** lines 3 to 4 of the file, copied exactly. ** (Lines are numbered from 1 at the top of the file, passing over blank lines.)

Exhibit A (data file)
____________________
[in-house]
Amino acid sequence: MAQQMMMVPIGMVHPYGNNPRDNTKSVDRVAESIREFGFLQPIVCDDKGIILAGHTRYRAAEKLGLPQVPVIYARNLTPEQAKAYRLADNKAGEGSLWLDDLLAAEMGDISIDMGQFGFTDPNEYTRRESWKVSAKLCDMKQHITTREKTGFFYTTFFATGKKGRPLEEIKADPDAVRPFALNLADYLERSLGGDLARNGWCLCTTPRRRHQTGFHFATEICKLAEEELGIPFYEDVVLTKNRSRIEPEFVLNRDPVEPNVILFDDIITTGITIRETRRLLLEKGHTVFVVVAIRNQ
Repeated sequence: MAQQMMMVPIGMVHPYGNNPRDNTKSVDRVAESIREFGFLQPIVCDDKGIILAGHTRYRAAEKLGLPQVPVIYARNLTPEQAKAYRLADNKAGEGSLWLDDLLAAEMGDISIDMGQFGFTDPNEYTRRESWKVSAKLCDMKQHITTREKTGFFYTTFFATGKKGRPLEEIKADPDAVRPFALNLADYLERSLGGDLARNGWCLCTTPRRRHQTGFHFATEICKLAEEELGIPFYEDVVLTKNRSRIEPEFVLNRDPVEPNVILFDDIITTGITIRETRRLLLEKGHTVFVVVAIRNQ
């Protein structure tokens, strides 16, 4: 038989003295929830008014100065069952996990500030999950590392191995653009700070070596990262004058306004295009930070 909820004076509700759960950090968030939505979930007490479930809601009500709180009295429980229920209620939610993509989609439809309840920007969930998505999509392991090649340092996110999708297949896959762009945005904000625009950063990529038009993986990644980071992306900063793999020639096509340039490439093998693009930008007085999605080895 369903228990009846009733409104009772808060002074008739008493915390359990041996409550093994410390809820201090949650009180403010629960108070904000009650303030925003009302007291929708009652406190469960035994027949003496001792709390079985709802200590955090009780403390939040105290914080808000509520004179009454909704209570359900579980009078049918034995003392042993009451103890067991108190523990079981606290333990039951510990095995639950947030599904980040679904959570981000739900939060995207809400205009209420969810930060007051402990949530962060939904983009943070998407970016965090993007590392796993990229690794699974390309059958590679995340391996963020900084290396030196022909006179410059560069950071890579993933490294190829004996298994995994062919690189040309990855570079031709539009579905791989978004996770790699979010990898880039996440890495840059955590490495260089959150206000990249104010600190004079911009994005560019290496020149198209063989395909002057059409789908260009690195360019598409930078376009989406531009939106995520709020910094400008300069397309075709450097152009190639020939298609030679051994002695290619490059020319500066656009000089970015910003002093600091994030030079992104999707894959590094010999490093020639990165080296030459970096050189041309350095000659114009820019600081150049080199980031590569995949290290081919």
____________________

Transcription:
Repeated sequence: MAQQMMMVPIGMVHPYGNNPRDNTKSVDRVAESIREFGFLQPIVCDDKGIILAGHTRYRAAEKLGLPQVPVIYARNLTPEQAKAYRLADNKAGEGSLWLDDLLAAEMGDISIDMGQFGFTDPNEYTRRESWKVSAKLCDMKQHITTREKTGFFYTTFFATGKKGRPLEEIKADPDAVRPFALNLADYLERSLGGDLARNGWCLCTTPRRRHQTGFHFATEICKLAEEELGIPFYEDVVLTKNRSRIEPEFVLNRDPVEPNVILFDDIITTGITIRETRRLLLEKGHTVFVVVAIRNQ
């Protein structure tokens, strides 16, 4: 038989003295929830008014100065069952996990500030999950590392191995653009700070070596990262004058306004295009930070 909820004076509700759960950090968030939505979930007490479930809601009500709180009295429980229920209620939610993509989609439809309840920007969930998505999509392991090649340092996110999708297949896959762009945005904000625009950063990529038009993986990644980071992306900063793999020639096509340039490439093998693009930008007085999605080895 369903228990009846009733409104009772808060002074008739008493915390359990041996409550093994410390809820201090949650009180403010629960108070904000009650303030925003009302007291929708009652406190469960035994027949003496001792709390079985709802200590955090009780403390939040105290914080808000509520004179009454909704209570359900579980009078049918034995003392042993009451103890067991108190523990079981606290333990039951510990095995639950947030599904980040679904959570981000739900939060995207809400205009209420969810930060007051402990949530962060939904983009943070998407970016965090993007590392796993990229690794699974390309059958590679995340391996963020900084290396030196022909006179410059560069950071890579993933490294190829004996298994995994062919690189040309990855570079031709539009579905791989978004996770790699979010990898880039996440890495840059955590490495260089959150206000990249104010600190004079911009994005560019290496020149198209063989395909002057059409789908260009690195360019598409930078376009989406531009939106995520709020910094400008300069397309075709450097152009190639020939298609030679051994002695290619490059020319500066656009000089970015910003002093600091994030030079992104999707894959590094010999490093020639990165080296030459970096050189041309350095000659114009820019600081150049080199980031590569995949290290081919």